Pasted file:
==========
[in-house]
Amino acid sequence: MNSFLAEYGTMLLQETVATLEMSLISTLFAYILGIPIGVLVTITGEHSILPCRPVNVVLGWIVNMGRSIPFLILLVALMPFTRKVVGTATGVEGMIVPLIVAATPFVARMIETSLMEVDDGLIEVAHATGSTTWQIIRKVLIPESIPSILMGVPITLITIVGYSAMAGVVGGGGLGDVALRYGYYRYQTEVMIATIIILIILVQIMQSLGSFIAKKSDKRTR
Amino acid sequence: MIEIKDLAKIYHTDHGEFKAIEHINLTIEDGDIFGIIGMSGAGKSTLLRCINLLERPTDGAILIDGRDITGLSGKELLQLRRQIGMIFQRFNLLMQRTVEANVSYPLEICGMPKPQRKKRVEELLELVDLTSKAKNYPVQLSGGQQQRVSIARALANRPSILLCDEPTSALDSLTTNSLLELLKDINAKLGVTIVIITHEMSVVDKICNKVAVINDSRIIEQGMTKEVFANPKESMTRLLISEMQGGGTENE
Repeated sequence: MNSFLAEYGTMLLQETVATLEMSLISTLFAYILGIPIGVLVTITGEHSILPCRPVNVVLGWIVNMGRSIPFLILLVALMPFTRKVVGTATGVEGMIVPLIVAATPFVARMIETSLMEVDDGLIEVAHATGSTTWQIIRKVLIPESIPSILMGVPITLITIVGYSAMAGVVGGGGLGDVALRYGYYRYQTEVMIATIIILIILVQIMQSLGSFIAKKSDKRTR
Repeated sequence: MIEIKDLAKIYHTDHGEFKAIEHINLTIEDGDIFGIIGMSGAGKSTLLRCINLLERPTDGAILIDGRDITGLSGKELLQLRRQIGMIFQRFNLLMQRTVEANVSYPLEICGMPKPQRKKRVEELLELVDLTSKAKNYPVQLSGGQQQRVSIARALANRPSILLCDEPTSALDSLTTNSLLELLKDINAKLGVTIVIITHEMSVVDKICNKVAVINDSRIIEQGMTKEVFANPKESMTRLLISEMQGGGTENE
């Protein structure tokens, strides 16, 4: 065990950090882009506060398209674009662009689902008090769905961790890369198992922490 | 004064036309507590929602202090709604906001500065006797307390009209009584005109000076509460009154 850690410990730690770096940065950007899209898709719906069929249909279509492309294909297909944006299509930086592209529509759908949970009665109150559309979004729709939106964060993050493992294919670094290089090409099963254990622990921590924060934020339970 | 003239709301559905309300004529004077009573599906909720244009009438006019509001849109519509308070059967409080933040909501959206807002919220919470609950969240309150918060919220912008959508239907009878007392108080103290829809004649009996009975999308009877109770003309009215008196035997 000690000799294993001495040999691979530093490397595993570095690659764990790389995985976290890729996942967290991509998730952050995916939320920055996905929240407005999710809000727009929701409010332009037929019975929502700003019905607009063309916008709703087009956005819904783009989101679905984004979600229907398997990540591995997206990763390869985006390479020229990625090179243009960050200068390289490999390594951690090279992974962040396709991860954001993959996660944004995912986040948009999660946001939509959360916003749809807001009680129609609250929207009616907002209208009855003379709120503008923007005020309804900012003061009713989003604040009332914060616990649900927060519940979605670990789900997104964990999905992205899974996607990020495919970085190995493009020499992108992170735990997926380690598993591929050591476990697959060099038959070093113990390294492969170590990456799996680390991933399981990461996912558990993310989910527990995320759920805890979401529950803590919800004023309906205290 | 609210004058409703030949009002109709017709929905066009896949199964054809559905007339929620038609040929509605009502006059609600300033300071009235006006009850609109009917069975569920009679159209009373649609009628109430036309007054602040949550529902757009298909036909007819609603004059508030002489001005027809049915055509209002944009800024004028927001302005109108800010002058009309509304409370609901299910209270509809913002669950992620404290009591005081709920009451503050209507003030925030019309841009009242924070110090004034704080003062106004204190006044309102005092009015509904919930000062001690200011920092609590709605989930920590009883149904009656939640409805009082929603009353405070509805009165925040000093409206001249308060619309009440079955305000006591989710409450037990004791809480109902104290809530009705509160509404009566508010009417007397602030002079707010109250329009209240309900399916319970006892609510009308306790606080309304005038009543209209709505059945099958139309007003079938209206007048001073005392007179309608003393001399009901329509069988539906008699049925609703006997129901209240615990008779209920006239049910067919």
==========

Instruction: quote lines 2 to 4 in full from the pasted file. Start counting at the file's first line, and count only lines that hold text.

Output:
Amino acid sequence: MNSFLAEYGTMLLQETVATLEMSLISTLFAYILGIPIGVLVTITGEHSILPCRPVNVVLGWIVNMGRSIPFLILLVALMPFTRKVVGTATGVEGMIVPLIVAATPFVARMIETSLMEVDDGLIEVAHATGSTTWQIIRKVLIPESIPSILMGVPITLITIVGYSAMAGVVGGGGLGDVALRYGYYRYQTEVMIATIIILIILVQIMQSLGSFIAKKSDKRTR
Amino acid sequence: MIEIKDLAKIYHTDHGEFKAIEHINLTIEDGDIFGIIGMSGAGKSTLLRCINLLERPTDGAILIDGRDITGLSGKELLQLRRQIGMIFQRFNLLMQRTVEANVSYPLEICGMPKPQRKKRVEELLELVDLTSKAKNYPVQLSGGQQQRVSIARALANRPSILLCDEPTSALDSLTTNSLLELLKDINAKLGVTIVIITHEMSVVDKICNKVAVINDSRIIEQGMTKEVFANPKESMTRLLISEMQGGGTENE
Repeated sequence: MNSFLAEYGTMLLQETVATLEMSLISTLFAYILGIPIGVLVTITGEHSILPCRPVNVVLGWIVNMGRSIPFLILLVALMPFTRKVVGTATGVEGMIVPLIVAATPFVARMIETSLMEVDDGLIEVAHATGSTTWQIIRKVLIPESIPSILMGVPITLITIVGYSAMAGVVGGGGLGDVALRYGYYRYQTEVMIATIIILIILVQIMQSLGSFIAKKSDKRTR